“They taught me from vineyard to table,” Martin said.
Suitable for the wine novice or connoisseur, each dinner is fine dining at its best. Guests sit at tables with linen tablecloths and napkins, crystal, Italian china and English flatware.
“I try to create an event, not just a meal,” Martin said.
During the course of the meal, Martin talks about the history about the wine regions and the wine’s tasting notes. He also tells lighthearted stories from his own life experiences.
Dinner begins with an aperitif of sparkling wine such as blanc de noirs; Cremant de Bourgogne was served at a recent French wine dinner.
“I believe that a sparking wine cleanses the palate from the day’s food and drink,” he said.
In all, seven courses are always served, including a dessert, accompanied with a specific wine.
The third course of the French dinner was the roasted root vegetables with honey mustard, paired nicely with a light French red wine, a Louis Tete Le Pot Villages 2009.
If bought by the bottle, this wine costs $16.99. Martin said that wines don’t have to exorbitantly priced to be a quality product.
The main course for the meal — noisettes of lamb, garlic sauce and goat cheese potato custard — was paired with a bolder red, Frederic Magnien Nuits-St.-Georges Longecourts Vieilles Vignas 2005 — a classic Pinot Noir with dry cherry, earthy notes.
Dessert, pithiviers (puff pastry) dipped in chocolate was complemented with Chateau Graves Sauternes 2005, a sweet, white dessert wine.
The upcoming dinner will feature Missouri foods and wines on Aug. 6. Wines from Cooper’s Oak, Adam Puchta and Augusta wineries, plus others, will be paired with venison, catfish, stuffed roasted pork tenderloin and baked Alaska for dessert.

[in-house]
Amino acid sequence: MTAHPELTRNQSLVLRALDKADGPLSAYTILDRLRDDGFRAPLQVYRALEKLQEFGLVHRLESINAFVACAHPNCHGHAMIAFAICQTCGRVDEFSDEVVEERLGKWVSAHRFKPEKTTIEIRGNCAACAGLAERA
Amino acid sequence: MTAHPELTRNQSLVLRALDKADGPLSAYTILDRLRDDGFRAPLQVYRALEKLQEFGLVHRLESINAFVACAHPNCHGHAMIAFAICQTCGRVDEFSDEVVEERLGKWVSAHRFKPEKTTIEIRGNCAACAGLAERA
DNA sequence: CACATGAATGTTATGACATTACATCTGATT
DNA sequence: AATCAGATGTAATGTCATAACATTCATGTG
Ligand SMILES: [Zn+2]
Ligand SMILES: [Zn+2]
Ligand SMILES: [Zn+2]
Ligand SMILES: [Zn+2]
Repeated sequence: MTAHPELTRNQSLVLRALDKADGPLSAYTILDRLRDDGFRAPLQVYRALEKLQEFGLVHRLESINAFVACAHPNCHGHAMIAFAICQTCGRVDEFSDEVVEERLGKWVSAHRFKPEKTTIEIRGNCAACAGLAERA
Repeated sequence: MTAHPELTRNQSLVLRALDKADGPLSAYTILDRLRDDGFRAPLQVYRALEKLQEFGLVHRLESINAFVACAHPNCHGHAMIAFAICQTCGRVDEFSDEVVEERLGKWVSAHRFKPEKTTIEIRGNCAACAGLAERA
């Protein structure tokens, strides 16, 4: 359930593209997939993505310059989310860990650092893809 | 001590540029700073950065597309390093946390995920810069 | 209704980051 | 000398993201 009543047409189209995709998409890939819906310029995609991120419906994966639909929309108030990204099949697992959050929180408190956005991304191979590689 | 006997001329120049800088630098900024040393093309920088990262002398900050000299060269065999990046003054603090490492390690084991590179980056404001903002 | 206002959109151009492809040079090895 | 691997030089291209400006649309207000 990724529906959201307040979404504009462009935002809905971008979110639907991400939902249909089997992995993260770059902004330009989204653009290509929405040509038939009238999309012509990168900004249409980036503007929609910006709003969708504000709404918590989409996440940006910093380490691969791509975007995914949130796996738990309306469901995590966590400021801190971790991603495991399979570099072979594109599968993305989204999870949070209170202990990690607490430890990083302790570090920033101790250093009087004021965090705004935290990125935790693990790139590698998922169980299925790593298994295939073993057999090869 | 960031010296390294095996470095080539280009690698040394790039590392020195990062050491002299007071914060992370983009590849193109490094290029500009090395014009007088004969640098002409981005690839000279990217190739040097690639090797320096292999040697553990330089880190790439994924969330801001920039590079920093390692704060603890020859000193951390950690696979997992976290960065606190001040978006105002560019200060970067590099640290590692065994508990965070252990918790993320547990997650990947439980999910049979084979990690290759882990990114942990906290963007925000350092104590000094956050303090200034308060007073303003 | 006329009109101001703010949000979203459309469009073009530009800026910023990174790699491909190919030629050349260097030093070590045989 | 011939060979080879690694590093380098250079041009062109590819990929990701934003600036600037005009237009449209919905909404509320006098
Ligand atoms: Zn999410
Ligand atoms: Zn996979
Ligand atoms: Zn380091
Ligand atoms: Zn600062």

International wine dinners are scheduled for the first Saturday of the month. The cost is $60 per person, plus tax; seating is by reservation only, with seating for 30 people.
Furikake-crusted ahi with spicy mustard drizzle
1 teaspoon dry mustard powder
2 teaspoons Dijon mustard
2 teaspoons rice wine vinegar
2 teaspoons soy sauce
For the tuna:
1 1/2 cups panko (bread crumbs)
1 cup furikake (Japanese rice seasoning)
1 cup flour
2 large eggs, lightly beaten
6 to 8 ounces yellow fin tuna about 2-inches thick
Salt and pepper to taste
1/2 cup vegetable oil
For the greens:
3 tablespoons olive oil
1 tablespoon lemon juice
Salt and pepper to taste
8 cups mesclun greens
1 small beet, peeled and julienned
1 tablespoon sesame seeds toasted
2 tablespoon nori (thin, dried seaweed sheets) shredded
Mustard sauce: Dissolve dry mustard in 1 teaspoon water in small bowl. Add Dijon mustard, vinegar and soy sauce. Stir well.
Tuna: Combine panko and furikake in a large shallow dish. Set up standard breading station. Season tuna with salt and pepper. Dredge one tuna at a time in the flour, coat in egg, then dredge in panko mixture; shake off excess. Heat oil in skillet, lightly brown on all sides to medium rare. Transfer to paper towels to drain.
Whisk together olive oil, lemon juice, salt and pepper to taste in a large bowl. Add greens and toss to coat. For presentation, divide greens onto six plates; in neat pile, sprinkle evenly with carrot, beets, sesame seeds and nori. Place tuna next to greens and drizzle with mustard sauce.
Chef’s note: I prefer to use spicy mesclun when it is local, to add depth to this dish.
Recipe created by chef Hiedi Diaz